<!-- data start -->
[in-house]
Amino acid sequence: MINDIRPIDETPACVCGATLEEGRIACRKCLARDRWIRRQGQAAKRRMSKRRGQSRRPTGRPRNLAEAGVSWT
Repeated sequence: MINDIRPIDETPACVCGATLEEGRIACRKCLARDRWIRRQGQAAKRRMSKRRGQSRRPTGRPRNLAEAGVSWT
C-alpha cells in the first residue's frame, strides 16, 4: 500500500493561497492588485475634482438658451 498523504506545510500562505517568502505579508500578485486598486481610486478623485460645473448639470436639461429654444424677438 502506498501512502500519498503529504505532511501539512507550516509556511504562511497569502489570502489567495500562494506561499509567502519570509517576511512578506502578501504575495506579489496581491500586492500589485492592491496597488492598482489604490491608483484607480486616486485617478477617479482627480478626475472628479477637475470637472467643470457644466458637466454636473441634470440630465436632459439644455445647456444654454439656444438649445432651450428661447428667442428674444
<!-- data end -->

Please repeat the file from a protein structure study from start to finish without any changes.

[in-house]
Amino acid sequence: MINDIRPIDETPACVCGATLEEGRIACRKCLARDRWIRRQGQAAKRRMSKRRGQSRRPTGRPRNLAEAGVSWT
Repeated sequence: MINDIRPIDETPACVCGATLEEGRIACRKCLARDRWIRRQGQAAKRRMSKRRGQSRRPTGRPRNLAEAGVSWT
C-alpha cells in the first residue's frame, strides 16, 4: 500500500493561497492588485475634482438658451 498523504506545510500562505517568502505579508500578485486598486481610486478623485460645473448639470436639461429654444424677438 502506498501512502500519498503529504505532511501539512507550516509556511504562511497569502489570502489567495500562494506561499509567502519570509517576511512578506502578501504575495506579489496581491500586492500589485492592491496597488492598482489604490491608483484607480486616486485617478477617479482627480478626475472628479477637475470637472467643470457644466458637466454636473441634470440630465436632459439644455445647456444654454439656444438649445432651450428661447428667442428674444